Right, concentrate. Focus. Brexit amendment time.

BY Alastair Benn | tweet alastair_benn   /  28 January 2019

The Prime Minister will whip Tory MPs to vote for the Brady amendment tomorrow. At the 1922 committee meeting of Tory MPs this evening May asked MPs to endorse the chairman of the ’22’s effort at compromise. If passed it would commit the government to seek “alternative arrangements” (that Number 10 cannot yet explain) to replace the Irish border backstop that the EU says is non-negotiable.

On that basis, the government will whip for the Brady amendment. The hardline Tory Brexiteer group, the ERG, will vote against.

Confused? Even the people most closely involved in this are now confused about who is voting against what and why.

So here’s a little explanation on the context ahead of tomorrow’s key votes on Brexit. The Speaker will select various amendments to be voted on which could reshape the course of Brexit or oblige the government to alter its policy.

There is the Brady amendment – more of that in a moment. But, first consider the cross-party Cooper amendment. It is named after the late great comedian Tommy Cooper. No, just checking you are still with us. Obviously, named after former Labour cabinet minister Yvette Cooper MP.

“For parliament to ‘take control’ of the Brexit process would be unconstitutional,” the constitutional historian (and one-time tutor of David Cameron at Oxford) Vernon Bogdanor wrote at the weekend. He was referring to Cooper’s ploy. It provides that, if parliament fails to coalesce around a deal by February 26th, Brexit should be delayed by nine months.

In the UK, we have no written constitution, but we do have a whole paraphernalia of generally accepted practices and legislative checks that effectively do the heavy lifting in our constitutional arrangements. Bogdanor points out that for Cooper’s amendment to function it would need to suspend standing order number 14 of the House of Commons, introduced in the Attlee era, that gives priority to government business.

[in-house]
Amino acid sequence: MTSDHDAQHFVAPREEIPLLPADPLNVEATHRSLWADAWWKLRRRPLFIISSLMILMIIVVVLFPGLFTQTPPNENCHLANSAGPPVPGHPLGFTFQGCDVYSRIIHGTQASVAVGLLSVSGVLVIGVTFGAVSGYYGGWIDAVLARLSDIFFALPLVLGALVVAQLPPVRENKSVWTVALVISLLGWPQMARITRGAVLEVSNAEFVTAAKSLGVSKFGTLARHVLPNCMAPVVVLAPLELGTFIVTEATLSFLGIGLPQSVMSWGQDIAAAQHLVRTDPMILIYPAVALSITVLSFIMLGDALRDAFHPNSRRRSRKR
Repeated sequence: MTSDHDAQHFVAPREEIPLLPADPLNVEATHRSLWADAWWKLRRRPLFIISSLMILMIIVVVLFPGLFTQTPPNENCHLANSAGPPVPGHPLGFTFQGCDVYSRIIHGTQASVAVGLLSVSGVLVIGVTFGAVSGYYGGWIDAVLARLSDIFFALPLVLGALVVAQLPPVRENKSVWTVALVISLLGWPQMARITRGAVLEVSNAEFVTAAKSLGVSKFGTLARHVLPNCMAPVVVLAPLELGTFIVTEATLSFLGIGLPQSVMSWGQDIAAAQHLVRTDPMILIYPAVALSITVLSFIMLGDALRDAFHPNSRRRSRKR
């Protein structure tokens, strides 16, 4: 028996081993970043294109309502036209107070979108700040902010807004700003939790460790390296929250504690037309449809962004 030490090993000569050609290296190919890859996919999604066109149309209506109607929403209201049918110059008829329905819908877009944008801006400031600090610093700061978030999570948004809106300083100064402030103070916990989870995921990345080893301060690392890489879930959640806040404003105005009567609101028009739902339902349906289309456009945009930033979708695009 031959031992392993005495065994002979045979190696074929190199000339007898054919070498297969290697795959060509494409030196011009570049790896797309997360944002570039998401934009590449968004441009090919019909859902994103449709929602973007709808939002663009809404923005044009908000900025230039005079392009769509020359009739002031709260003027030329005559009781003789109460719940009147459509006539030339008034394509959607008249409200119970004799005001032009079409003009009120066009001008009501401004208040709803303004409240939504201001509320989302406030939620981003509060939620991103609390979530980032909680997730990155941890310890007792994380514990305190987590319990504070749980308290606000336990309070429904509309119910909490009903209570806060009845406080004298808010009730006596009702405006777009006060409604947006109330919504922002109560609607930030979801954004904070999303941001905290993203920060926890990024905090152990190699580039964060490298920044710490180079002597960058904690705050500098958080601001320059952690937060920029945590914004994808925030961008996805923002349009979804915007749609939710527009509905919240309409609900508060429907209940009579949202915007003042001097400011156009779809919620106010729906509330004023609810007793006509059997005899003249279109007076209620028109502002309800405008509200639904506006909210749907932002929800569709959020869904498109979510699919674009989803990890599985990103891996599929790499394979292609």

Extending Article 50 if the EU agreed also has public spending implications (future EU budget contributions for one thing), which can only be authorised by the executive, not on the whim of backbenchers.

Tomorrow, the argument will be tested. But it is not guaranteed to pass. Labour’s front bench team is divided on it, supportive in principle but unsure about the wisdom of officially whipping a vote on an issue (delaying leaving the EU on the timetable set out two years ago) that many opposition MPs have, shall we say, strong views on.

Labour leader Jeremy Corbyn is also worried about what the voters will think. John Trickett, shadow Cabinet Office minister, told the Guardian that the move was tantamount to “ignoring the views of millions of ordinary folk”.

So much for the Cooper amendment.

Potentially even more significant in many ways is the Brady amendment, brought by Sir Graham Brady, chair of the backbench 1922 committee, which calls for Parliament to require the backstop be replaced with “alternative arrangements to avoid a hard border” as part of the withdrawal agreement.

That is a compromise form of words, designed to allow Brexiteers to back down and support May’s withdrawal agreement in return for the EU and UK government perhaps patching on to the agreement some manner of extra reassurance about the undesirability of the backstop.

It has not worked with the hardline pro-Brexiteers in the ERG. Despite May’s plea they have signalled this evening that they won’t be voting for any amendments. Bernard Jenkin MP told ITV that he wouldn’t be voting for it as it now stands, which rather supports the orthodoxy in Brussels that the Brexiteer ultras in the Tory party will not vote for the deal in any form, which makes compromise less desirable from an EU perspective.

Look at EU deputy chief negotiator Sabine Weyand’s comments today. She noted that the deal stood no chance in parliament as the vote went down to a “two thirds defeat in the commons… crushing by any standards” but also reiterated that there is no chance of renegotiation on the withdrawal agreement, affirming that “there continued to be full ownership on the EU side of what was agreed.”

An alternative explanation is that the Brexiteers were keen for May to put forward her own amendment, which certainly might have made more constitutional sense. Iain Duncan Smith told the BBC’s Laura Kuenssberg: “This is the time when the PM must make clear her intentions in the negotiation to seek support. We need more than back bench amendments with nods and winks from the government.”

He’s right in a way but the government has put forward its pitch and it was defeated by 230 votes – the largest defeat by a sitting administration in democratic history.

It is all a dreadful mess. With the Cooper measure up in the air, and the Brady compromise amendment backed by the government but opposed by the ERG, May will, again, need all the luck she can get tomorrow.


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